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Last week Vladimir Putin, a frequently shirtless equestrian ghoul who also happens to run the Country Formerly Known As The Soviet Union, gave a long, mildly unhinged state-of-Russia speech that made reference to a number of new Russian weapons systems, including an anti-Mar-A-Lago missile system and a nuclear-powered cruise missile. This nuclear-powered missile is interesting because it appears to be a copy of something America thought was too batshit back in the 1960s.


In his speech, Putin described the nuclear-powered cruise missile as having

“...unlimited range, so it can keep going like this forever.”

Frame from Russian animation showing vast range of missile

This unlimited range means the missile is not limited to ballistic flight paths, and could evade nearly all known conventional anti-missile defenses. The missile was shown in the animation playing behind Putin as skirting terrain at a very low altitude, presumably to evade radar defenses, all at hypersonic speeds.


If you want to watch him talk about this missile system, you can jump to about 1:28:50 here:

Putin claims that they had a successful test of the nuclear-powered missile in 2017, and they are ready to begin manufacture of the missile. This image from the video seems to show that test in progress, with the missile itself on the inset of the video feed from a chase plane:


The video also highlighted the missile’s ability to evade missile defenses, ducking and weaving around any attempts to target it.


Putin goes on to say

“As you can understand, this is unheard of, and nobody else has such a system in the world. They may create something similar in the future, but by that time our guys will come up with new ideas as well.”


Okay, let’s stop him right there. First of all, this is by no means “unheard of”—the United States had developed essentially this exact missile concept and system back in 1955, and were developing it until about 1964, when it was cancelled. This missile was called by a few names: SLAM, for Supersonic Low-Altitude Missile or Project Pluto, or, my favorite one, The Flying Crowbar.

The U.S. scrapped the project because it was just too insane, too cruel, and would have proven to be an absolute nightmare, a literal doomsday weapon.


It just so happens that this missile was crazy enough for us to not just write about it, but make a video as well, so if you want to get up to speed, have a watch:

What Putin is describing is essentially a scaled-down Project Pluto system. The biggest difference seems to be one of scale; where Project Pluto was a massive, locomotive-sized cruise missile that carried at least 16 hydrogen bombs, the Russian re-animation of the idea appears to be a smaller system, based on the Russian Kh-101 cruise missile, and likely would carry only a single nuclear warhead.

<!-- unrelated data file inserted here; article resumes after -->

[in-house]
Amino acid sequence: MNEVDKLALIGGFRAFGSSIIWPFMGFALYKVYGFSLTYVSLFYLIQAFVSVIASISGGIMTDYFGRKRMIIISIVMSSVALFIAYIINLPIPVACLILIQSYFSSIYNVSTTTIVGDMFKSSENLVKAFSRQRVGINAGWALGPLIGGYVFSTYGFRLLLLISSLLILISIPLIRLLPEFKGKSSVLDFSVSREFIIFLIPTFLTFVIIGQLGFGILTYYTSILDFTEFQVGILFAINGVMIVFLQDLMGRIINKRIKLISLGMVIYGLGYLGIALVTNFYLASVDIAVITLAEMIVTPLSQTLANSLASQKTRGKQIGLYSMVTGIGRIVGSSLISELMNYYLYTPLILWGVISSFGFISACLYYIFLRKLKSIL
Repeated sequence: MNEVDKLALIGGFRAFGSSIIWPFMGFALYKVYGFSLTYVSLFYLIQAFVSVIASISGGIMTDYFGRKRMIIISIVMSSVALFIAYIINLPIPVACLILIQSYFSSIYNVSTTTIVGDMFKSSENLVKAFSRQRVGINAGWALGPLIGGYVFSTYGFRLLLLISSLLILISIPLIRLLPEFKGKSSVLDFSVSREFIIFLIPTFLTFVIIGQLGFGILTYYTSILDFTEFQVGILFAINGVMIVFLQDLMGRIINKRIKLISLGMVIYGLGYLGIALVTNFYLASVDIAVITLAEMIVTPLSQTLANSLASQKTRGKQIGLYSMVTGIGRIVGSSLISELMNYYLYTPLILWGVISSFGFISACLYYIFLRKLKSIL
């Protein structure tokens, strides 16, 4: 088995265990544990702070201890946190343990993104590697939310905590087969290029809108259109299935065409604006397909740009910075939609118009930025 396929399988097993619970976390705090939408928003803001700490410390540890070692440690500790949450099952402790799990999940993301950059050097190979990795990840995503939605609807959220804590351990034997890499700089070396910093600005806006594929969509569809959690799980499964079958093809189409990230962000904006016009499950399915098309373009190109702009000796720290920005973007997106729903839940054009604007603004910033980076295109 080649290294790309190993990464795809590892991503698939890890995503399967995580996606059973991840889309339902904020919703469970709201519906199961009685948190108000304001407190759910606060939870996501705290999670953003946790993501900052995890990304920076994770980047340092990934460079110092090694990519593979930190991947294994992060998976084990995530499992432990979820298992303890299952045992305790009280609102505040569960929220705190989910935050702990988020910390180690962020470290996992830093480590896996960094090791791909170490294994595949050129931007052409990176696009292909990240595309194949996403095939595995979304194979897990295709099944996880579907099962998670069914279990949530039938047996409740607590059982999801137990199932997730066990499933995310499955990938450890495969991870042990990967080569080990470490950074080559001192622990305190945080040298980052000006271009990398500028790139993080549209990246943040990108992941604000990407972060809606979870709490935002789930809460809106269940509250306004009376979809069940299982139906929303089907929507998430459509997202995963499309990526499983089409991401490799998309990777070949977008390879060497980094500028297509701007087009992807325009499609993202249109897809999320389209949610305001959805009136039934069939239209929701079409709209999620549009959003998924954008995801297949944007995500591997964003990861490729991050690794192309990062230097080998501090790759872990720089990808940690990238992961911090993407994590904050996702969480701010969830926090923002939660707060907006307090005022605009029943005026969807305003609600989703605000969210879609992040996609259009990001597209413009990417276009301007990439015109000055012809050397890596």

Other than the size, the system Putin described appears nearly identical to the Flying Crowbar: effectively unlimited range, a low-altitude flight profile, the ability to maneuver as much as needed in flight, and a nuclear ramjet engine.

That nuclear engine is worth mentioning in more detail, because, like Project Pluto this Russian missile would have an added deadly effect from the incredibly radioactive exhaust the missile would spew as it rockets around the globe.


So not only would such a cruise missile be capable of striking nearly anywhere on the globe, everywhere that happened to be in its flight path would get a nice dose of highly radioactive exhaust dumped on it. Back in the 1960s, the developers of Project Pluto even envisioned a scenario where the massive missiles would just circle over enemy territory after their load of bombs was dropped, blanketing the area in radioactivity, really sealing the fate of the poor bastards on the wrong end of that missile.


The United States abandoned the SLAM/Flying Crowbar/Project Pluto system because, on some level, it was just too brutal, too cruel, too terrifying a weapon to contemplate, even at the height of the Cold War.

The fact that Russia has dusted off these awful old plans and are seriously planning a modern, smaller (which likely means that these could be built in quantity), but still equally terrifying version of this nightmare weapon should give anyone pause.


There’s no question the Russians have the technology to build these; hell, we did it over 50 years ago. The question is will they, and if they do, how bad is it?

We know these are weapons of unmatched cruelty and terror. There’s ethical, environmental, humanitarian, pretty much every category of something to be concerned about that this weapon poses severe danger to. Nothing good will come of Putin building these.



Senior Editor, Jalopnik • Running: 1973 VW Beetle, 2006 Scion xB, 1990 Nissan Pao, 1991 Yugo GV Plus • Not-so-running: 1973 Reliant Scimitar, 1977 Dodge Tioga RV (also, buy my book!)

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